Posted March 15, 2005
The Financial Side of Catholics
1. Among married Catholics, the median family income in 2003 was about $56,000. The median for pre-Vatican II Catholics was $37,000; for Vatican II Catholics is was $68,000; and for post-Vatican II Catholics, it was about $57,000. Among single Catholics, the median family income was about $28,000 (ranging from $21,000 for post-Vatican II Catholics to $36,000 for Vatican II Catholics).
2. About three-quarters of married Catholics (and nearly 90 percent of pre-Vatican II Catholics) said they contributed to the Church in 2002. Their median contribution was about $500 ($400 for post-Vatican II Catholics and $600 for Vatican II and pre-Vatican II Catholics). Just over 60 percent of married Catholics said their contributions had not changed from 2001. The rest were twice as likely to say their contributions had declined as to say they had increased.
3. About 6 in 10 single Catholics (and about three-quarters of single Catholics in the Vatican II generation) contributed to the Church in 2002. The median contribution among single Catholics was just over $200. About 60 percent said their contributions had not changed from the previous year. The rest were more likely to say their contributions were lower than to say they were higher.
4. A clear majority of Catholics want full financial disclosure and greater participation in the Church’s financial affairs. About 80 percent believe Church reports should show how much money has been spent on settling law suits against church leaders; 80 percent believe that the Church needs better financial reporting at all levels of church life; about 40 percent of laypeople believe the laity should withhold donations until they have more voice in financial decisions.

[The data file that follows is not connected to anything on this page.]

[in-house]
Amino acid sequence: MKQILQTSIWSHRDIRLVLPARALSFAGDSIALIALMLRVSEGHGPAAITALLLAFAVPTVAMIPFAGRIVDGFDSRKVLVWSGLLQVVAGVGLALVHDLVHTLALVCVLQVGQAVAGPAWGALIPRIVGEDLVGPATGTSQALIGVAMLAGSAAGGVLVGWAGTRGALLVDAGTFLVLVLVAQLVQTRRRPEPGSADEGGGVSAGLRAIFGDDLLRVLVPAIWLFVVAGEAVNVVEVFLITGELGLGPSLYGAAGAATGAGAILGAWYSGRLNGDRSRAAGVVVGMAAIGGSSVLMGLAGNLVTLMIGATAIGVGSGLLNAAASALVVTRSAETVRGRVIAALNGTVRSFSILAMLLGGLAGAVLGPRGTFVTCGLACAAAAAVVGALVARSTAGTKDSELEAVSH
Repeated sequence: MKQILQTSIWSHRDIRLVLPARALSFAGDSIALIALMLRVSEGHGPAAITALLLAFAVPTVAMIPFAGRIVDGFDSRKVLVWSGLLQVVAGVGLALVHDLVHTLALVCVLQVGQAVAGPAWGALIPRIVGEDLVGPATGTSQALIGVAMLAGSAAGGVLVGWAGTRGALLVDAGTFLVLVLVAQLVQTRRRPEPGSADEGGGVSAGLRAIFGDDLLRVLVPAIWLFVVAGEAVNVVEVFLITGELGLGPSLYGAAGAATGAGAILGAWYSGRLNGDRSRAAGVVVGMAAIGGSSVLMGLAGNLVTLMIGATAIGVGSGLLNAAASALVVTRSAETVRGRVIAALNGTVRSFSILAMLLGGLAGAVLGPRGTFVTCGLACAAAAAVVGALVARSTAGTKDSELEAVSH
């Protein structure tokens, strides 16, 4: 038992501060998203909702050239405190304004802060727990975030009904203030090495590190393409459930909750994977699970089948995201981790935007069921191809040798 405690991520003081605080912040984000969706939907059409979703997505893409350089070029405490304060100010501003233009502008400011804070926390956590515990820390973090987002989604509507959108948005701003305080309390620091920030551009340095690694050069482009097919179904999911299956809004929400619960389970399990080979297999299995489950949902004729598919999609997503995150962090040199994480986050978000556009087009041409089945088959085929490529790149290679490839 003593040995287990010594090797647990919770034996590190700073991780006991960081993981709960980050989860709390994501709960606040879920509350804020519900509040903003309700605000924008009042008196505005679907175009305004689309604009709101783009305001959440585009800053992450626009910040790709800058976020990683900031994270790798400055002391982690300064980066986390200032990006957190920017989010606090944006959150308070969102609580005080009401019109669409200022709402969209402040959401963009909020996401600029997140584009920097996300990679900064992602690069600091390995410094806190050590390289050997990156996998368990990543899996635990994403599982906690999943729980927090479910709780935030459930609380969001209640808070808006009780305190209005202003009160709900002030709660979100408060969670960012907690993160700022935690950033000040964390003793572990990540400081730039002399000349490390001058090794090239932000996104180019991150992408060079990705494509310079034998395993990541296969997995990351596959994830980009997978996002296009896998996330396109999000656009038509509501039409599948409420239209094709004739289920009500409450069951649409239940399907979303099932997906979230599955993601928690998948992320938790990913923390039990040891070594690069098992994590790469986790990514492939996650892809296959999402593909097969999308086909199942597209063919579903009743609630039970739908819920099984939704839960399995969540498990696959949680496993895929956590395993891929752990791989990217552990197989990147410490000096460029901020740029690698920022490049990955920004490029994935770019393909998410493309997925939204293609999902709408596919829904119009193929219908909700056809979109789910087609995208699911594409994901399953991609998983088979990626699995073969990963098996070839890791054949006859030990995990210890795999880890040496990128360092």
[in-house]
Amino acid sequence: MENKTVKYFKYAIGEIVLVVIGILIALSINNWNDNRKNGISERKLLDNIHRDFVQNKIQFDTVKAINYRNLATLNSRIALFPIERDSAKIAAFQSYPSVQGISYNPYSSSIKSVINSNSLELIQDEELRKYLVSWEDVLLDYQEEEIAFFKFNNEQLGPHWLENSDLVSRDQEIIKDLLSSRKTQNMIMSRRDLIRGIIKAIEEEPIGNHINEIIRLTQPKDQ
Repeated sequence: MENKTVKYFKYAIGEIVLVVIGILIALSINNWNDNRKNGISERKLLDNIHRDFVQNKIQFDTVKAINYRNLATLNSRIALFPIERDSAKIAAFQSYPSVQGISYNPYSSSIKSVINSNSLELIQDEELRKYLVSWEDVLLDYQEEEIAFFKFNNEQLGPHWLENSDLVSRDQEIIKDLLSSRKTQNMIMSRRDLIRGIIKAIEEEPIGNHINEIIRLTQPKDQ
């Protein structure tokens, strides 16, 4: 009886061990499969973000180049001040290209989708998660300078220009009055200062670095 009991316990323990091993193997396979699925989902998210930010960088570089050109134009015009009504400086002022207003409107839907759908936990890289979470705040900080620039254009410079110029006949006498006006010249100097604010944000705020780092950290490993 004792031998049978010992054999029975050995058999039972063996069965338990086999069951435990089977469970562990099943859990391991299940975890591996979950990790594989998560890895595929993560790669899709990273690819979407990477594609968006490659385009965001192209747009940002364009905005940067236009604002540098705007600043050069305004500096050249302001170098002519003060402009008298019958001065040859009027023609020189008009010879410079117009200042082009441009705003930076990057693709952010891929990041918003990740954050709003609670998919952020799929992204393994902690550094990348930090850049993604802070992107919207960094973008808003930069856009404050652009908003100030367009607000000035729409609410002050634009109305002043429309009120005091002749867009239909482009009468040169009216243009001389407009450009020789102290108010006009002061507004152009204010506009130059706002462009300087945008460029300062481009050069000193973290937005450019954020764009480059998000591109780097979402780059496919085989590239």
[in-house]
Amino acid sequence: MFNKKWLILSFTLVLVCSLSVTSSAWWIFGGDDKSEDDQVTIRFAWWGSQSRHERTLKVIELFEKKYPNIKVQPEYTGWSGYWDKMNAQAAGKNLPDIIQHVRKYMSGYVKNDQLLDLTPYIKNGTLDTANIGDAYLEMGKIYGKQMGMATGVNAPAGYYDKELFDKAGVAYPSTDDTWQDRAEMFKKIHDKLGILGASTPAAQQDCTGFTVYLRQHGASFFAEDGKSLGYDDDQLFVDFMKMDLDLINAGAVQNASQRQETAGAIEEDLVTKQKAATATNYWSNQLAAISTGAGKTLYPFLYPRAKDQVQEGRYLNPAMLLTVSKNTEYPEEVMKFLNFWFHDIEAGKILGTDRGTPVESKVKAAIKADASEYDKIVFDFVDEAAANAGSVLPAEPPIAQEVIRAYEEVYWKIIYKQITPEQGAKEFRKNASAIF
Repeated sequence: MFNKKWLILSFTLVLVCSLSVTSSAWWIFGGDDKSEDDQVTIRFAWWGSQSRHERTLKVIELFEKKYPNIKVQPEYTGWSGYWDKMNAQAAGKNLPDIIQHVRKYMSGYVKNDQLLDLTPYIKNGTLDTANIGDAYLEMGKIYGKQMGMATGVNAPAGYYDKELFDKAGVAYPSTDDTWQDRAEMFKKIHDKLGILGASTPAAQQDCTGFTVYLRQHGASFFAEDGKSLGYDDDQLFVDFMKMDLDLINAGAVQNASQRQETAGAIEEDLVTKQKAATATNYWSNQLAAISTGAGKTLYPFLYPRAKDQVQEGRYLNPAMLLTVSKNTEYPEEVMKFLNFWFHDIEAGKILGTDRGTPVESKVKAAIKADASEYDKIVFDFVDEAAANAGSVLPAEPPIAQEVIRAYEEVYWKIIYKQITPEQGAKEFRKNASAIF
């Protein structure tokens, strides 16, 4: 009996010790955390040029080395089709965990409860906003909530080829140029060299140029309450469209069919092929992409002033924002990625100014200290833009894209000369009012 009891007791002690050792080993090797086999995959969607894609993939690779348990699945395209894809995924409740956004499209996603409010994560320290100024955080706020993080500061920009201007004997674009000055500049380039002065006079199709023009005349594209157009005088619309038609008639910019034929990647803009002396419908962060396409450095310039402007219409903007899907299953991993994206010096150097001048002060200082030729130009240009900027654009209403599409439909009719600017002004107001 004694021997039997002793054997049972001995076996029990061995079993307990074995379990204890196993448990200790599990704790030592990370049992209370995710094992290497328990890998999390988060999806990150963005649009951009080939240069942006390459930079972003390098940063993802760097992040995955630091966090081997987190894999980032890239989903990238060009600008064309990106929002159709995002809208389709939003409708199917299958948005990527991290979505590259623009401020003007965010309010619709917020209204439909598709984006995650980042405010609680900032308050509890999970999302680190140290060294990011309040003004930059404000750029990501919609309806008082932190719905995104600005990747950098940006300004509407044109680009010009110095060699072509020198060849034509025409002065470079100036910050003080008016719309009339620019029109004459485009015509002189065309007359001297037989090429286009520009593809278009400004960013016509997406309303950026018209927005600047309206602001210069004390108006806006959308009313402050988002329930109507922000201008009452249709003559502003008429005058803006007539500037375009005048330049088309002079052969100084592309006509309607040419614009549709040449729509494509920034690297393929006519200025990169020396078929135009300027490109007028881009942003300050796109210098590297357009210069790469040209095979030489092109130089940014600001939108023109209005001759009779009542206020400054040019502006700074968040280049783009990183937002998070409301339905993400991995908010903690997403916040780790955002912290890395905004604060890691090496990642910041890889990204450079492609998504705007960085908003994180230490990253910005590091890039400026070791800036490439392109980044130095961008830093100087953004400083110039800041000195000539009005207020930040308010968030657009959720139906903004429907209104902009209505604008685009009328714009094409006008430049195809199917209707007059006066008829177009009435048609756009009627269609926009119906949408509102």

5. Catholics who have a strong sense of stewardship, feel they share in parish decision-making; and believe their parishes are meeting their social and spiritual needs contribute more of their time, talent, and treasure to their parishes than other Catholics do.
6. About 80 percent of Catholics say the sexual abuse scandal has had no effect on their financial contributions to the Church. Other Catholics are more likely to report that the scandal has adversely affected their contributions than to say it has increased them.
7. Since the sexual abuse scandal, religiously active laypeople continue to support local parishes through Offertory collections. Fewer Catholics support their dioceses simply to support their bishops, and more do so because they do not want to punish diocesan charities.
8. Between 2002 and 2003, the percentage of religiously active Catholics not contributing to national collections increased from 19 to 27 percent.